Fallot Tetralogy – diagnosis, treatment
In Tetralogy of Fallot are present four heart defects: ventricular septal defect (large), pulmonary stenosis (narrowed pulmonary valve), right ventricular hypertrophy and the aorta that sits astride the septum. Symptoms are: cyanosis (bluish coloration), dyspnea (shortness of breath) during feeding, growth deficit, seizures, hypoxia / anoxia (episodes that can be fatal). Disease diagnosis is done using echocardiography or cardiac catheterization. Treatment consists of surgery.
Tetralogy of Fallot is quite common, accounting for 7 to 10 percent of congenital heart diseases. Also, besides the four defects mentioned above may be present: right aortic arch, coronary artery with abnormal anatomy, stenosed branch of pulmonary artery, communicating vessels between the aorta and pulmonary artery, patent ductus arteriosus (PCA), a complete septal defect, aortic insufficiency.
Large ventricular septal defect will determine the pressures between the left and right ventricle to equalize. If pulmonary valve stenosis is mild then through ventricular septal defect will appear left-right shunt, otherwise (severe pulmonary stenosis) the shunt is going to be from right to left which will cause cyanosis (not responsive to O2).
In case of some patients may appear anoxic episodes, with a lethal potential. These episodes may be caused by: any event that diminishes slightly oxygen saturation, any event that suddenly drops into a peripheral vessel resistance (kicking leg during play), a sudden onset of a tachycardia (increased heart rate), sudden onset of a hypovolemia.
Symptoms and signs in tetralogy of Fallot
If pulmonary valve stenosis is severe, infants will present severe cyanosis (bluish discoloration of the skin and mucous membranes), dyspnea (shortness of breath) during feeding, growth deficiency.
Anoxic crises are usually determined by activity and are described by rapid and deep breathing, irritability, crying with prolonged duration, accentuation of cyanosis, cardiac murmurs diminish in intensity (can not be heard). These crises occur predominantly in infants aged 2-4 months. If the crisis is severe there may occur alteration of consciousness, seizures, even death. Young children, during play, take a knee to chest position (this will eventually lead to increased oxygen saturation because in that position the venous return decreases and increases systemic vascular resistance).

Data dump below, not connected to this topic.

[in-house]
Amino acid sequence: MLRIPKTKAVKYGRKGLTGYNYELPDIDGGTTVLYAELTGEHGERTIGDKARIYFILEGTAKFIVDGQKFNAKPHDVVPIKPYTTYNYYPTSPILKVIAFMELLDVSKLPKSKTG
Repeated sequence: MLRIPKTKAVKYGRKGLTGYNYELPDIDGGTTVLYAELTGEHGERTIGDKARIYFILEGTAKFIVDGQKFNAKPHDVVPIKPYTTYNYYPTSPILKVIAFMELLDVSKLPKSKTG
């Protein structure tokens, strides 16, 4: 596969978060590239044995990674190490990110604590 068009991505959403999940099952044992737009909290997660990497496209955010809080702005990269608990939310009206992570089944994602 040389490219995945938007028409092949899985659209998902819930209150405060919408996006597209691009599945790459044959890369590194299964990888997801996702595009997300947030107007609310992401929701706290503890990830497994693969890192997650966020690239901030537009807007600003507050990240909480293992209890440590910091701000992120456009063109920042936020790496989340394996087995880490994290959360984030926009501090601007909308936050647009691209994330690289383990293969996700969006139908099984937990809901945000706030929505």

Diagnosis of Fallot Tetralogy
Diagnosis is based on history of the disease, signs and symptoms, data obtained through the chest radiography, electrocardiogram, two-dimensional and Doppler echocardiography. Heart on chest x-ray looks like a “boot” and right aortic arch may be present. ECG shows a right ventricular hypertrophy and possible a hypertrophy of the right atrium. Before surgery it will be performed cardiac catheterization that will detect other concomitant abnormalities.
Treatment of tetralogy of Fallot
In young children the communication between the aorta and pulmonary artery will be reopened by administration of prostaglandin E1. Anoxic crises will be treated by putting in position “knees to chest”, administration of morphine and intravenous fluid. If these measures are not effective blood pressure will be augmented by the administration of phenylephrine or ketamine (plus a sedative effect). Relapses can be prevented by administration of propranolol to 6 hours after the onset of the crisis. Oxygen has very limited benefits.
Surgical treatment consists of ventricular septal defect closure and pulmonary valve dilation usually within the first 12 months of life.
An important aspect is bacterial endocarditis prophylaxis which should be performed in all patients.
Blalock-Taussig procedure (subclavian artery is connected to the pulmonary artery on the same side) is made for those who are not candidates for complete surgical treatment or for patients with anoxic seizures.